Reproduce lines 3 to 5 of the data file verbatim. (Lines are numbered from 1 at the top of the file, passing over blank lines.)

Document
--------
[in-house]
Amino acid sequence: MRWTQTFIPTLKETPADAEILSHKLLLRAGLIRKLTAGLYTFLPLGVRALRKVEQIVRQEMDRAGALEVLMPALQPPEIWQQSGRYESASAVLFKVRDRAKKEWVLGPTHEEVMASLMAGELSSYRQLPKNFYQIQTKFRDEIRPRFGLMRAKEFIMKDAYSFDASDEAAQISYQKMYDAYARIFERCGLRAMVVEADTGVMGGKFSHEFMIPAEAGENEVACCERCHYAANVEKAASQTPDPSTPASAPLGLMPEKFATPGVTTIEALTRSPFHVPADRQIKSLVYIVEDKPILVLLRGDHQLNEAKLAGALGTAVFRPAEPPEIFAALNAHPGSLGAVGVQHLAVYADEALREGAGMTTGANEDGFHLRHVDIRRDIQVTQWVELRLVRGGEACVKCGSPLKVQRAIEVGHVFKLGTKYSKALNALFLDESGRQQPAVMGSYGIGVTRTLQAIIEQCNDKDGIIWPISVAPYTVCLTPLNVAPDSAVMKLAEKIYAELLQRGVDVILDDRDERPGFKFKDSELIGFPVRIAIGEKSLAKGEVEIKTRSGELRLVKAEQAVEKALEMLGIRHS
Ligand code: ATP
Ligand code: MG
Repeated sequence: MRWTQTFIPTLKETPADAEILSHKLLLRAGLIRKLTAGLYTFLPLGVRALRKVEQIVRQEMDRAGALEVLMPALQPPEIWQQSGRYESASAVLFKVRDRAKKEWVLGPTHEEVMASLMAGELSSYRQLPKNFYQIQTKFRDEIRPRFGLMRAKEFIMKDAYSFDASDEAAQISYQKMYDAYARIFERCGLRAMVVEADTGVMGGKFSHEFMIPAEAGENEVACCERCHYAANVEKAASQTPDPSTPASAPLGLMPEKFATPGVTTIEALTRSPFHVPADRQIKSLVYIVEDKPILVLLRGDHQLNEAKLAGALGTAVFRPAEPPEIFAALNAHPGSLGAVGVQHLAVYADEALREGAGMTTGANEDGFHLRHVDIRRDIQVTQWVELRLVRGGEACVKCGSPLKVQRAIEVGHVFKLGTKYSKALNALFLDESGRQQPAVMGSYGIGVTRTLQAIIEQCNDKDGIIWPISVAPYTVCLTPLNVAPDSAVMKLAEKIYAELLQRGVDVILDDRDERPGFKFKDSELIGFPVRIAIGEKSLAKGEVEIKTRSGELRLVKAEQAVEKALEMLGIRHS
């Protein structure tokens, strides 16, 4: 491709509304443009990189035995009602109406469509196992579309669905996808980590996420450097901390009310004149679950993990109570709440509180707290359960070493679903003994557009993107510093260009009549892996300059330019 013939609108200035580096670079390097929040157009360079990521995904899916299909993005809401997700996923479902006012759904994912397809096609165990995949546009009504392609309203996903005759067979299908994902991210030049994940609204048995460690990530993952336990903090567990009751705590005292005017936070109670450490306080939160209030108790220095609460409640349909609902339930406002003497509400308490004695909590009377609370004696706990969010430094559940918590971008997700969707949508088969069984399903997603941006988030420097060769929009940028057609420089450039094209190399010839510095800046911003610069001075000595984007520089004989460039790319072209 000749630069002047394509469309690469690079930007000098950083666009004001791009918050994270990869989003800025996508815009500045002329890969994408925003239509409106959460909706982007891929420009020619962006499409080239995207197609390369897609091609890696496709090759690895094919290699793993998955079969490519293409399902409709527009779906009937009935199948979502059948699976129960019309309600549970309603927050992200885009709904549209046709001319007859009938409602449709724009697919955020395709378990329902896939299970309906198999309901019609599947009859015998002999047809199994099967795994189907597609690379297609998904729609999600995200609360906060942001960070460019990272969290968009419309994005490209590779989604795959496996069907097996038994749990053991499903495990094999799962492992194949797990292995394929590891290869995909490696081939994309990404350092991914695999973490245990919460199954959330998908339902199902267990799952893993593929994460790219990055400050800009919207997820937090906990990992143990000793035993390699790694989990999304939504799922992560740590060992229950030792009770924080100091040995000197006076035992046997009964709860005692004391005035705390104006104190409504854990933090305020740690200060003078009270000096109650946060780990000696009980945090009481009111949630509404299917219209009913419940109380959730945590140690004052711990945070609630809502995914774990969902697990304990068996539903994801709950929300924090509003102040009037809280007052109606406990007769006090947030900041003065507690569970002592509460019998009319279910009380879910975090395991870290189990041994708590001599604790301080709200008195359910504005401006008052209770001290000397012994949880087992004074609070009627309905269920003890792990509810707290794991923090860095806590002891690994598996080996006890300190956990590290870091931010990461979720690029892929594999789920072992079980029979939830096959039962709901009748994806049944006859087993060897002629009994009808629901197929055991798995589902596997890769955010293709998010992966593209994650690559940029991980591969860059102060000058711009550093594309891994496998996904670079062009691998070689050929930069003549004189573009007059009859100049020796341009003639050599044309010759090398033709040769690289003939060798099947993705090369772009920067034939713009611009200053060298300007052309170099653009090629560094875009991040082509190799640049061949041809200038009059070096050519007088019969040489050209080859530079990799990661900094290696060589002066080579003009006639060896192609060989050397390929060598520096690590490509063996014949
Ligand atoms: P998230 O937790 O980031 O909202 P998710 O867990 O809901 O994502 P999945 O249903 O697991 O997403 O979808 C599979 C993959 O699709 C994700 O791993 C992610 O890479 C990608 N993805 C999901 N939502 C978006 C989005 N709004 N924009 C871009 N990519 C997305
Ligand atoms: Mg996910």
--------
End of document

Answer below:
Ligand code: ATP
Ligand code: MG
Repeated sequence: MRWTQTFIPTLKETPADAEILSHKLLLRAGLIRKLTAGLYTFLPLGVRALRKVEQIVRQEMDRAGALEVLMPALQPPEIWQQSGRYESASAVLFKVRDRAKKEWVLGPTHEEVMASLMAGELSSYRQLPKNFYQIQTKFRDEIRPRFGLMRAKEFIMKDAYSFDASDEAAQISYQKMYDAYARIFERCGLRAMVVEADTGVMGGKFSHEFMIPAEAGENEVACCERCHYAANVEKAASQTPDPSTPASAPLGLMPEKFATPGVTTIEALTRSPFHVPADRQIKSLVYIVEDKPILVLLRGDHQLNEAKLAGALGTAVFRPAEPPEIFAALNAHPGSLGAVGVQHLAVYADEALREGAGMTTGANEDGFHLRHVDIRRDIQVTQWVELRLVRGGEACVKCGSPLKVQRAIEVGHVFKLGTKYSKALNALFLDESGRQQPAVMGSYGIGVTRTLQAIIEQCNDKDGIIWPISVAPYTVCLTPLNVAPDSAVMKLAEKIYAELLQRGVDVILDDRDERPGFKFKDSELIGFPVRIAIGEKSLAKGEVEIKTRSGELRLVKAEQAVEKALEMLGIRHS